Woman Swims The English Channel Essay

Submitted By cjakeh
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Woman Swims The English Channel

“People said women couldn’t swim the Channel, but I proved they could.”

- Gertrude Ederle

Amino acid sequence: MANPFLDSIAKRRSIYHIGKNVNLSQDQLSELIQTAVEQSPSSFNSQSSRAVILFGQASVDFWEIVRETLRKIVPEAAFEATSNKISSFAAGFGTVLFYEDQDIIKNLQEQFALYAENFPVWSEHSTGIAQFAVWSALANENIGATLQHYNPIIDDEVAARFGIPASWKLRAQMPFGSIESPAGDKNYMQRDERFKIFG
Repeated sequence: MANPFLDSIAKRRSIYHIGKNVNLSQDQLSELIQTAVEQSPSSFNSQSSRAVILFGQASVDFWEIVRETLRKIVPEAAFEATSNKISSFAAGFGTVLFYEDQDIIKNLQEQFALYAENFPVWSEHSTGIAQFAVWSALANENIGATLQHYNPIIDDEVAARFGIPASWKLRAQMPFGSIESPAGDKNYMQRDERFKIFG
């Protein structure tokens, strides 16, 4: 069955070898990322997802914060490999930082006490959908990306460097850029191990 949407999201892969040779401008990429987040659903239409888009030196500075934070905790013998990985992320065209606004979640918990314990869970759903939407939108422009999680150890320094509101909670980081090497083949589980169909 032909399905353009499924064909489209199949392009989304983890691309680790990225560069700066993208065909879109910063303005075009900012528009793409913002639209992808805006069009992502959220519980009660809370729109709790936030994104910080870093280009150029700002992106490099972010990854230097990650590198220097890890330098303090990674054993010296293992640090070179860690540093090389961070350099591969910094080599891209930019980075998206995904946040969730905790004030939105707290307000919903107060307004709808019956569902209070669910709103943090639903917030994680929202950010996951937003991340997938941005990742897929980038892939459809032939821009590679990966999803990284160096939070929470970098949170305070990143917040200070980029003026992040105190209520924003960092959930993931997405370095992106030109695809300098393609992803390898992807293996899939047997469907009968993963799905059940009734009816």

Born on October 23, 1905 in New York City, Gertrude Ederle is one of five children of Henry and Anna Ederle, German immigrants who owned a butcher shop on Manhattan's Upper West Side. At a young age Gertrude was passionate about swimming. She learned how to swim at the local public pool and at the New Jersey beach where her family spent summers. As a teen, Ederle left school to train as a competitive swimmer and joined the Women's Swimming Association. Competing locally, she had her first win at the age of 16. She is the first woman to swim across the English Channel. She is an American competition swimmer, Olympic champion, and world record-holder in five events. Ederle trained at the Women's Swimming Association (WSA), which produced such competitors as Ethelda Bleibtrey, Charlotte Boyle, Helen Wainwright, Aileen Riggin, Elanor Holm and Esther Williams. Ederle swam at the Olympic games in Paris, where her freestyle team won three medals. Ederle also won a gold medal in the 4 x 100 meter relay and a bronze in the 100 and 400 meter freestyle races. She also became the first woman to swim the length of New York Bay, breaking the previous men’s records by swimming from the New York Battery to Sandy Hook, New Jersey, in 7 hours 11 minutes. That same summer, Ederle made her first attempt at crossing the notoriously cold and choppy English Channel, but after eight hours and 46 minutes, her coach, Jabez Wolff, forced her to stop, out of concern that she was swallowing too much saltwater. Ederle disagreed and fired Wolff, replacing him with T.W. Burgess. Later on…